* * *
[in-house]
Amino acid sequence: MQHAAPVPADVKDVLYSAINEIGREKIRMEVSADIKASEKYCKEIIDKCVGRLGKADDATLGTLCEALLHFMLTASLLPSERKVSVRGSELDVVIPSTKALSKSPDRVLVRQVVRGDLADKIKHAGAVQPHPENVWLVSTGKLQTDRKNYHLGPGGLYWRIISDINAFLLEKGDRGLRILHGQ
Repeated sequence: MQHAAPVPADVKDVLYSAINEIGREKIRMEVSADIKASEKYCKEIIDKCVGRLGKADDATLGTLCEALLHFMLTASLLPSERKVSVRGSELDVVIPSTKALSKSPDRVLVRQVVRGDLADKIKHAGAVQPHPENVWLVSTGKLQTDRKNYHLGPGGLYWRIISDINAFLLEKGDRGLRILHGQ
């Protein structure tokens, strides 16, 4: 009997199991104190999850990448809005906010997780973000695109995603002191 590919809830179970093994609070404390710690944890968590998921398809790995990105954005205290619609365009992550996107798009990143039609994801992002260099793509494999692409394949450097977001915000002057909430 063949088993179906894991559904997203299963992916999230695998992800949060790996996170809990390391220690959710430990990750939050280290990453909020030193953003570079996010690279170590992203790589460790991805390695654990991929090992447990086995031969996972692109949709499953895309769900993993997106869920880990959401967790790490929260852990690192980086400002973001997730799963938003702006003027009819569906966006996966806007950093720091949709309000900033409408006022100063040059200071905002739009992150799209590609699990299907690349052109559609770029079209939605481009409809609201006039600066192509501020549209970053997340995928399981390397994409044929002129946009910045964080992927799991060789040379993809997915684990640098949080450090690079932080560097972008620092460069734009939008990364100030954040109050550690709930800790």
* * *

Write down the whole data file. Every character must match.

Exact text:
[in-house]
Amino acid sequence: MQHAAPVPADVKDVLYSAINEIGREKIRMEVSADIKASEKYCKEIIDKCVGRLGKADDATLGTLCEALLHFMLTASLLPSERKVSVRGSELDVVIPSTKALSKSPDRVLVRQVVRGDLADKIKHAGAVQPHPENVWLVSTGKLQTDRKNYHLGPGGLYWRIISDINAFLLEKGDRGLRILHGQ
Repeated sequence: MQHAAPVPADVKDVLYSAINEIGREKIRMEVSADIKASEKYCKEIIDKCVGRLGKADDATLGTLCEALLHFMLTASLLPSERKVSVRGSELDVVIPSTKALSKSPDRVLVRQVVRGDLADKIKHAGAVQPHPENVWLVSTGKLQTDRKNYHLGPGGLYWRIISDINAFLLEKGDRGLRILHGQ
């Protein structure tokens, strides 16, 4: 009997199991104190999850990448809005906010997780973000695109995603002191 590919809830179970093994609070404390710690944890968590998921398809790995990105954005205290619609365009992550996107798009990143039609994801992002260099793509494999692409394949450097977001915000002057909430 063949088993179906894991559904997203299963992916999230695998992800949060790996996170809990390391220690959710430990990750939050280290990453909020030193953003570079996010690279170590992203790589460790991805390695654990991929090992447990086995031969996972692109949709499953895309769900993993997106869920880990959401967790790490929260852990690192980086400002973001997730799963938003702006003027009819569906966006996966806007950093720091949709309000900033409408006022100063040059200071905002739009992150799209590609699990299907690349052109559609770029079209939605481009409809609201006039600066192509501020549209970053997340995928399981390397994409044929002129946009910045964080992927799991060789040379993809997915684990640098949080450090690079932080560097972008620092460069734009939008990364100030954040109050550690709930800790």